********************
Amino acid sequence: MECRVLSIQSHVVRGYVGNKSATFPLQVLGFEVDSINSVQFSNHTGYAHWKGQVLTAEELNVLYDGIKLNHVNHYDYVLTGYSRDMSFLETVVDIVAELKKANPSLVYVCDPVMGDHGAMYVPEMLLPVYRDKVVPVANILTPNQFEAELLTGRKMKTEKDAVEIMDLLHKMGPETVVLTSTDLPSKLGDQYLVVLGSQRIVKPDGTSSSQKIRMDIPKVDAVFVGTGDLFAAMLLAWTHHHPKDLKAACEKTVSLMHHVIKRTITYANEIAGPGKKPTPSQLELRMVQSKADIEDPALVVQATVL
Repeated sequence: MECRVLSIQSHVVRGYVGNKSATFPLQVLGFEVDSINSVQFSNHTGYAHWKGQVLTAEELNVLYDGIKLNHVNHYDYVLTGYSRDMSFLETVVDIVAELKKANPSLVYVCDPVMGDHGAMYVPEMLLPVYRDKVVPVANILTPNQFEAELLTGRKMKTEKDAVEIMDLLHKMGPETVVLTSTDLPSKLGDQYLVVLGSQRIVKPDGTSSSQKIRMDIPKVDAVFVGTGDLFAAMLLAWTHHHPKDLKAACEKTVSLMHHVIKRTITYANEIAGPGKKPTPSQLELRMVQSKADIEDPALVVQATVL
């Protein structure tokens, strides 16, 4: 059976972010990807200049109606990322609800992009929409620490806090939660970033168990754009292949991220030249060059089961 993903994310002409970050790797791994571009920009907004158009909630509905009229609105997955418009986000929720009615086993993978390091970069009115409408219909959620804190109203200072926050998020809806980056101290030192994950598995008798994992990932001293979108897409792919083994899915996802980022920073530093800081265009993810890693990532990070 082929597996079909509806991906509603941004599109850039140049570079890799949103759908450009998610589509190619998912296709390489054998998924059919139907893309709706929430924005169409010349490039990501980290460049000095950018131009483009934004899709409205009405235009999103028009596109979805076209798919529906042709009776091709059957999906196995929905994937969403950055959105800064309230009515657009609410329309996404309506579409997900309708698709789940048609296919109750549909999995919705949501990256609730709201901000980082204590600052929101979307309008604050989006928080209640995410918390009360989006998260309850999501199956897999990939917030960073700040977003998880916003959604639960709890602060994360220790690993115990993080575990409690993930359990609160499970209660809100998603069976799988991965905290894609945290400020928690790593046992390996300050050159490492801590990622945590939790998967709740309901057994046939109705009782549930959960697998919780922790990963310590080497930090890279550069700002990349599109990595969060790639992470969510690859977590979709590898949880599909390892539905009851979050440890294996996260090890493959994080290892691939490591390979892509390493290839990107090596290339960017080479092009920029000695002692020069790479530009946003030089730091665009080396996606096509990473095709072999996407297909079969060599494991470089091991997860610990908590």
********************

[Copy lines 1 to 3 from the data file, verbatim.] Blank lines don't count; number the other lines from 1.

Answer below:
Amino acid sequence: MECRVLSIQSHVVRGYVGNKSATFPLQVLGFEVDSINSVQFSNHTGYAHWKGQVLTAEELNVLYDGIKLNHVNHYDYVLTGYSRDMSFLETVVDIVAELKKANPSLVYVCDPVMGDHGAMYVPEMLLPVYRDKVVPVANILTPNQFEAELLTGRKMKTEKDAVEIMDLLHKMGPETVVLTSTDLPSKLGDQYLVVLGSQRIVKPDGTSSSQKIRMDIPKVDAVFVGTGDLFAAMLLAWTHHHPKDLKAACEKTVSLMHHVIKRTITYANEIAGPGKKPTPSQLELRMVQSKADIEDPALVVQATVL
Repeated sequence: MECRVLSIQSHVVRGYVGNKSATFPLQVLGFEVDSINSVQFSNHTGYAHWKGQVLTAEELNVLYDGIKLNHVNHYDYVLTGYSRDMSFLETVVDIVAELKKANPSLVYVCDPVMGDHGAMYVPEMLLPVYRDKVVPVANILTPNQFEAELLTGRKMKTEKDAVEIMDLLHKMGPETVVLTSTDLPSKLGDQYLVVLGSQRIVKPDGTSSSQKIRMDIPKVDAVFVGTGDLFAAMLLAWTHHHPKDLKAACEKTVSLMHHVIKRTITYANEIAGPGKKPTPSQLELRMVQSKADIEDPALVVQATVL
């Protein structure tokens, strides 16, 4: 059976972010990807200049109606990322609800992009929409620490806090939660970033168990754009292949991220030249060059089961 993903994310002409970050790797791994571009920009907004158009909630509905009229609105997955418009986000929720009615086993993978390091970069009115409408219909959620804190109203200072926050998020809806980056101290030192994950598995008798994992990932001293979108897409792919083994899915996802980022920073530093800081265009993810890693990532990070 082929597996079909509806991906509603941004599109850039140049570079890799949103759908450009998610589509190619998912296709390489054998998924059919139907893309709706929430924005169409010349490039990501980290460049000095950018131009483009934004899709409205009405235009999103028009596109979805076209798919529906042709009776091709059957999906196995929905994937969403950055959105800064309230009515657009609410329309996404309506579409997900309708698709789940048609296919109750549909999995919705949501990256609730709201901000980082204590600052929101979307309008604050989006928080209640995410918390009360989006998260309850999501199956897999990939917030960073700040977003998880916003959604639960709890602060994360220790690993115990993080575990409690993930359990609160499970209660809100998603069976799988991965905290894609945290400020928690790593046992390996300050050159490492801590990622945590939790998967709740309901057994046939109705009782549930959960697998919780922790990963310590080497930090890279550069700002990349599109990595969060790639992470969510690859977590979709590898949880599909390892539905009851979050440890294996996260090890493959994080290892691939490591390979892509390493290839990107090596290339960017080479092009920029000695002692020069790479530009946003030089730091665009080396996606096509990473095709072999996407297909079969060599494991470089091991997860610990908590």